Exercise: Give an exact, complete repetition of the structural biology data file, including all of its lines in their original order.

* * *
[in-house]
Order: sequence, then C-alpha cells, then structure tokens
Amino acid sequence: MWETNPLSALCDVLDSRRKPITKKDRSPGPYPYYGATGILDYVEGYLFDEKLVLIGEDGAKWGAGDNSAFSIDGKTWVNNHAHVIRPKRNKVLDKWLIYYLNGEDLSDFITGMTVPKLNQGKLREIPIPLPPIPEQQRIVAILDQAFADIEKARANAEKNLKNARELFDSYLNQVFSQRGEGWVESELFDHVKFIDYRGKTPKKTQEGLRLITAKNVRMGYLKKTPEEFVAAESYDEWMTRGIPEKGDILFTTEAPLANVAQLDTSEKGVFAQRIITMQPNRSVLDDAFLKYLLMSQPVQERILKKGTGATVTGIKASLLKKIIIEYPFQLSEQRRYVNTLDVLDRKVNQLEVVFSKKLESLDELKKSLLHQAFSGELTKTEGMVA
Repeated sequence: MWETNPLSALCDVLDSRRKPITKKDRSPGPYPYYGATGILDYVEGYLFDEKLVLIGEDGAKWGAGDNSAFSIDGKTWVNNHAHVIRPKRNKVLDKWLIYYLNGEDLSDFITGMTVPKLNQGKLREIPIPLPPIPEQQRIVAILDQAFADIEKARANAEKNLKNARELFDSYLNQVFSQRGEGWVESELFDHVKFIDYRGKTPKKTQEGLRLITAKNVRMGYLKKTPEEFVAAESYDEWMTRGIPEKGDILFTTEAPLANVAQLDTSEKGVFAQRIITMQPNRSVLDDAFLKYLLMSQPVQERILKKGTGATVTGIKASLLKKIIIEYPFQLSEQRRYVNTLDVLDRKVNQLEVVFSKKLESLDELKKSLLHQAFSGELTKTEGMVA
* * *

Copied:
[in-house]
Order: sequence, then C-alpha cells, then structure tokens
Amino acid sequence: MWETNPLSALCDVLDSRRKPITKKDRSPGPYPYYGATGILDYVEGYLFDEKLVLIGEDGAKWGAGDNSAFSIDGKTWVNNHAHVIRPKRNKVLDKWLIYYLNGEDLSDFITGMTVPKLNQGKLREIPIPLPPIPEQQRIVAILDQAFADIEKARANAEKNLKNARELFDSYLNQVFSQRGEGWVESELFDHVKFIDYRGKTPKKTQEGLRLITAKNVRMGYLKKTPEEFVAAESYDEWMTRGIPEKGDILFTTEAPLANVAQLDTSEKGVFAQRIITMQPNRSVLDDAFLKYLLMSQPVQERILKKGTGATVTGIKASLLKKIIIEYPFQLSEQRRYVNTLDVLDRKVNQLEVVFSKKLESLDELKKSLLHQAFSGELTKTEGMVA
Repeated sequence: MWETNPLSALCDVLDSRRKPITKKDRSPGPYPYYGATGILDYVEGYLFDEKLVLIGEDGAKWGAGDNSAFSIDGKTWVNNHAHVIRPKRNKVLDKWLIYYLNGEDLSDFITGMTVPKLNQGKLREIPIPLPPIPEQQRIVAILDQAFADIEKARANAEKNLKNARELFDSYLNQVFSQRGEGWVESELFDHVKFIDYRGKTPKKTQEGLRLITAKNVRMGYLKKTPEEFVAAESYDEWMTRGIPEKGDILFTTEAPLANVAQLDTSEKGVFAQRIITMQPNRSVLDDAFLKYLLMSQPVQERILKKGTGATVTGIKASLLKKIIIEYPFQLSEQRRYVNTLDVLDRKVNQLEVVFSKKLESLDELKKSLLHQAFSGELTKTEGMVA